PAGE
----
Most state governments are modeled after the federal government with three branches. The highest office in California, and in every state, is that of the governor. In California's case, we have Governor Jerry Brown and he heads the Executive Branch. Other top positions in that branch are: Lieutenant Governor, Attorney General, Secretary of State and more. These titles differ from state to state. State agencies like the Health and Humans Services Agency and the Department of Food and Agriculture are considered a part of the Executive Branch.

Next we have the Legislative branch which is referred to as the State Legislature. The Legislature in each state is formed like the federal branch with two bodies (except for Nevada, which only has one). As the U.S. has a Senate and House of Representatives, California has a Senate and "Assembly". In CA, the State Senate has 40 members that serve four year terms, and a State Assembly of 80 members that serve two year terms.

Each state has their own Judicial system, beginning with a State Supreme Court. California's Supreme Court consists of seven judges. Below that, the state has six appellate courts and below that, a superior court for each county (58 counties in total). Each level of court deals with different types of cases, starting at misdemeanors and going up to felonies.

Now that we have a better understanding of the structure of state government, let's dig deeper to the local level: county and city. First off, take a look at this infographic about the differences between all three bodies of government. I know, it's a source for children, and I'm not above using it! It's got a lot of good details:

Difference between federal state and local government

So to continue to the local level, we're going to examine Los Angeles--home of The Future Looks Like Us. Los Angeles is conveniently part of Los Angeles County. With a population of over 10 million people, L.A. County is run by a five member Board of Supervisors that are elected to office. Other elected officers in L.A. County are the Sheriff, District Attorney and Assessor. There are many departments within the county like the Department of Parks and Recreation and the Department of Public Works. Counties typically govern institutions like healthcare, social services, law enforcement, fire protection, elections and voter registration. Different counties across America vary in structure. I encourage you to look up your local government and learn about it.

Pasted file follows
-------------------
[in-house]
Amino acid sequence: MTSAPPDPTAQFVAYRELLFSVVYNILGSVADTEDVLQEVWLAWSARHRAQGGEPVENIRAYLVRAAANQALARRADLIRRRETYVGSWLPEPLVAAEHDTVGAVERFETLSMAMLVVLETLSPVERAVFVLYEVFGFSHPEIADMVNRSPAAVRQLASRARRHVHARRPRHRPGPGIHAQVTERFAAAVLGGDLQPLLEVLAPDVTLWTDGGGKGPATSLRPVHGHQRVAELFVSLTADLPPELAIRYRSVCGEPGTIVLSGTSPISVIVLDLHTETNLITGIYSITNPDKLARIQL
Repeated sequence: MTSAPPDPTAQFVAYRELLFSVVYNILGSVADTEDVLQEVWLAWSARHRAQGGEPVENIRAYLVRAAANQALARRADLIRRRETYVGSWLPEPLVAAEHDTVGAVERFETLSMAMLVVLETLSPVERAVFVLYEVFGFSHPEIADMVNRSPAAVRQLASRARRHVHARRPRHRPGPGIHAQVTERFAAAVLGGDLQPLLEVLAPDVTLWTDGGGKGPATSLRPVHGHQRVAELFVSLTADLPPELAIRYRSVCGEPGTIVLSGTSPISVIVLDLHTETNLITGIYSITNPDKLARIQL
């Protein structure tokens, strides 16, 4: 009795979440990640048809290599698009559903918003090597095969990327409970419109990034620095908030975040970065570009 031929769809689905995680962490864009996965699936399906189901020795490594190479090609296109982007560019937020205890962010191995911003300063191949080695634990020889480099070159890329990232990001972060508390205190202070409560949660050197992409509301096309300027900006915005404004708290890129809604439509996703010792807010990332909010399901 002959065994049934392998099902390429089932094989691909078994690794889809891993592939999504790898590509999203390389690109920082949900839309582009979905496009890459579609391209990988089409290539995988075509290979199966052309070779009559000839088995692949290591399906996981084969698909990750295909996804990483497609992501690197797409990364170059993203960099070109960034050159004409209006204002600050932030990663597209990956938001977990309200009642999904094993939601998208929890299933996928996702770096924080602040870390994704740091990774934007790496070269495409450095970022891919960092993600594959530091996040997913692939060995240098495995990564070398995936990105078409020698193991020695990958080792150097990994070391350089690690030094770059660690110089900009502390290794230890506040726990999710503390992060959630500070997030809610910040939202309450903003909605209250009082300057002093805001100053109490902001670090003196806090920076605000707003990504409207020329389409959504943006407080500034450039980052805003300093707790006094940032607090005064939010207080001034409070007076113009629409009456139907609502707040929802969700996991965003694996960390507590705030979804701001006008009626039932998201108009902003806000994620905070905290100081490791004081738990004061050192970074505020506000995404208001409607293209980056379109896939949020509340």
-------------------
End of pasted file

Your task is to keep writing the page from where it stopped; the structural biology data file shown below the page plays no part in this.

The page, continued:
There are 88 cities within L.A. County, so let's focus on the big one: Los Angeles. The city's government has a mayor-council structure with current mayor, Eric Garcetti. The mayor can serve up to two 4-year terms and Garcetti just started his second term this year. The mayor must work with their city council. L.A.'s city council is made up of 15 members elected by the public. City council members can serve up to three 4-year terms. The city council works like a legislature, creating ordinances for the mayor to approve or veto. Councils have the power to levy taxes, authorize public improvements (like more Metro lines), and order elections. The Mayor works on creating a budget and the council can approve or modify it.

A city's government deals with the basic nitty-gritty of living. The city is in charge of its police, utility companies, housing. Think of city government as your landlord. Do you need your gas lines checked? Call the city and they'll come look at it for you. Are you mad about another rent hike? Go to a city hall meeting and demand that they lower property taxes. The city is here to provide services for you, to make life easier. That is why local government is so important. If you want to get involved in politics, local government can be the perfect place to start. Most issues are non-partisan because you are simply working to provide services for your people. You can make a direct influence in their lives. You can keep the city running. That's what we'll highlight on the next How to Government posts. We'll delve into the details of different positions in local government that you can run for. If we start small, we can build from there.